Whatever happened to TV satire?

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Whatever happened to TV satire?

April 07, 2017 - 10:37
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Earlier in an eventful day, the Chancellor of the Exchequer had been forced to stage one of the most humiliating Budget U-turns in living memory. With Spreadsheet Phil’s career plummeting into the toilet this unprecedented omni-mess was a political satirist’s dream.

Alec Baldwin as Donald Trump on Saturday Night Live


Earlier in an eventful day, the Chancellor of the Exchequer had been forced to stage one of the most humiliating Budget U-turns in living memory. With Spreadsheet Phil’s career plummeting into the toilet this unprecedented omni-mess was a political satirist’s dream.

As luck would have it, ITV’s newly launched The Nightly Show – which pledges “to make fun of what’s going on in the world” – was in pole position at 10pm to feast on hapless Hammond’s rotting remains. And what happened? They didn’t even take a bite.

As a horrible half hour of anodyne emptiness limped onto the screen amid a cacophony of disco music, the notoriously deafening Davina McCall screamed: “I’m your host for one week only!” Promise? What followed was a hopelessly insipid programme that landed not a single blow on the boys and girls in the Westminster bubble. Bad jokes I would have reluctantly forgiven. But no jokes?

The failure of the British television industry to respond to these febrile post-Brexit times is no laughing matter. In fact, it’s nothing short of a national tragedy. After woefully weak Labour leader Jeremy Corbyn spectacularly missed the chance to rub salt into the Tories’ Budget wounds, there was a wide-open goal for an astute team of writers and a sharp TV presenter to shoot straight into and embarrass the government. Back of the net.

But no one scored. Instead, what did we get? Davina doing her raunchy face mum-dancing thing, Davina pretending to orgasm and Davina interviewing genial comedian Paddy McGuinness about the ninth series of his tacky dating show Take Me Out. Which, by an extraordinary coincidence, is on ITV. As she welcomed Paddy to the studio, Davina wriggled her backside and performed a couple of “slut drops”. No one knows why.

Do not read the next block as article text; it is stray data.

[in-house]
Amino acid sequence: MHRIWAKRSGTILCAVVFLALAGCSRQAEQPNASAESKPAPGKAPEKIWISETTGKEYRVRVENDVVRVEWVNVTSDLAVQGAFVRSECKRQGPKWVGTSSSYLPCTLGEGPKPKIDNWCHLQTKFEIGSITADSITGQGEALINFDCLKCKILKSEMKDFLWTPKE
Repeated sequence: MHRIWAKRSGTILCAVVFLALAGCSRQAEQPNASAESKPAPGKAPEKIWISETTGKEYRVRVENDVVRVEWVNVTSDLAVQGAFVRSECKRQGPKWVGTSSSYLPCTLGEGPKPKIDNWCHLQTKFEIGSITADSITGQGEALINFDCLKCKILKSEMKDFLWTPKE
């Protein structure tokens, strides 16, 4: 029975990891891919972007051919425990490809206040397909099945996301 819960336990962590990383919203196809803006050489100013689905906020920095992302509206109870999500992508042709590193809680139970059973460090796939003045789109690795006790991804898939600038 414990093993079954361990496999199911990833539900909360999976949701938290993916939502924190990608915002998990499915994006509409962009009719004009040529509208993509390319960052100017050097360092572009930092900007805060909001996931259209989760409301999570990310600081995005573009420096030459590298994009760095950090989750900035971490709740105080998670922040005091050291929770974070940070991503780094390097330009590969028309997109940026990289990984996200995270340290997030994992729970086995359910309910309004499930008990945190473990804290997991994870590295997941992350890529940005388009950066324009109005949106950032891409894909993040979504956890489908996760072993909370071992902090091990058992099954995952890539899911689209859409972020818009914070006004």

After pointlessly riding a quad-cycle with Julian Clary (“One of the funniest and loveliest men I know”), Ms McCall brought down the curtain on The Nightly Show’s 13th episode. Unlucky for some. Namely, the handful of diehard viewers who were still bothering to tune in. In case you’d forgotten, this is the hugely expensive production that has turned News At Ten into News At Ten Thirty and lost Tom Bradby and his mortified colleagues a million viewers. And counting.

Unveiling his bold initiative to ditch the iconic 10 o’clock bulletins (RIP the bongs) in favour of an American style late show, ITV’s director of television Kevin Lygo stressed that the new series would “not be satire with a capital S”. With puny viewing figures nosediving below the million mark, the question now is: what is it with a capital S? Any suggestions? Next question: why do telly types like Mr Lygo run a mile from the thought of mercilessly mocking the self-regarding bunglers who purport to run the country?